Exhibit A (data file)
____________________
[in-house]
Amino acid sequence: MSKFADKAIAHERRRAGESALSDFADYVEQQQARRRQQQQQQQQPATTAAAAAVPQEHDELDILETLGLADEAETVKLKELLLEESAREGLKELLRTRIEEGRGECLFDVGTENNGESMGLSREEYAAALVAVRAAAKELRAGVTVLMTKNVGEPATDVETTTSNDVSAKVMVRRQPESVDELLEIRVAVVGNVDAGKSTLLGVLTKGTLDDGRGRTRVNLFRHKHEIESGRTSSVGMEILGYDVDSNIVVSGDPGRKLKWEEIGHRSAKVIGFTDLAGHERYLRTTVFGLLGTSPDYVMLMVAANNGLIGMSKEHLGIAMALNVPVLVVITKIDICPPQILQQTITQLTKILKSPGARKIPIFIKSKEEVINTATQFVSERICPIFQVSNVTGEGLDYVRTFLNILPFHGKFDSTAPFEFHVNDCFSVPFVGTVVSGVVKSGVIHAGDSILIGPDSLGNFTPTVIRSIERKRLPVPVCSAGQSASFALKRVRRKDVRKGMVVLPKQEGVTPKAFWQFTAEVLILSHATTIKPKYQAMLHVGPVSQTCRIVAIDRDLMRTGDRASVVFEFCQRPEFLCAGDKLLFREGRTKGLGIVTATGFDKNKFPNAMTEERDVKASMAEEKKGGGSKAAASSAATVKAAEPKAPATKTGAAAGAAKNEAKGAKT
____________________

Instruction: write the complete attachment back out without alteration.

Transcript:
[in-house]
Amino acid sequence: MSKFADKAIAHERRRAGESALSDFADYVEQQQARRRQQQQQQQQPATTAAAAAVPQEHDELDILETLGLADEAETVKLKELLLEESAREGLKELLRTRIEEGRGECLFDVGTENNGESMGLSREEYAAALVAVRAAAKELRAGVTVLMTKNVGEPATDVETTTSNDVSAKVMVRRQPESVDELLEIRVAVVGNVDAGKSTLLGVLTKGTLDDGRGRTRVNLFRHKHEIESGRTSSVGMEILGYDVDSNIVVSGDPGRKLKWEEIGHRSAKVIGFTDLAGHERYLRTTVFGLLGTSPDYVMLMVAANNGLIGMSKEHLGIAMALNVPVLVVITKIDICPPQILQQTITQLTKILKSPGARKIPIFIKSKEEVINTATQFVSERICPIFQVSNVTGEGLDYVRTFLNILPFHGKFDSTAPFEFHVNDCFSVPFVGTVVSGVVKSGVIHAGDSILIGPDSLGNFTPTVIRSIERKRLPVPVCSAGQSASFALKRVRRKDVRKGMVVLPKQEGVTPKAFWQFTAEVLILSHATTIKPKYQAMLHVGPVSQTCRIVAIDRDLMRTGDRASVVFEFCQRPEFLCAGDKLLFREGRTKGLGIVTATGFDKNKFPNAMTEERDVKASMAEEKKGGGSKAAASSAATVKAAEPKAPATKTGAAAGAAKNEAKGAKT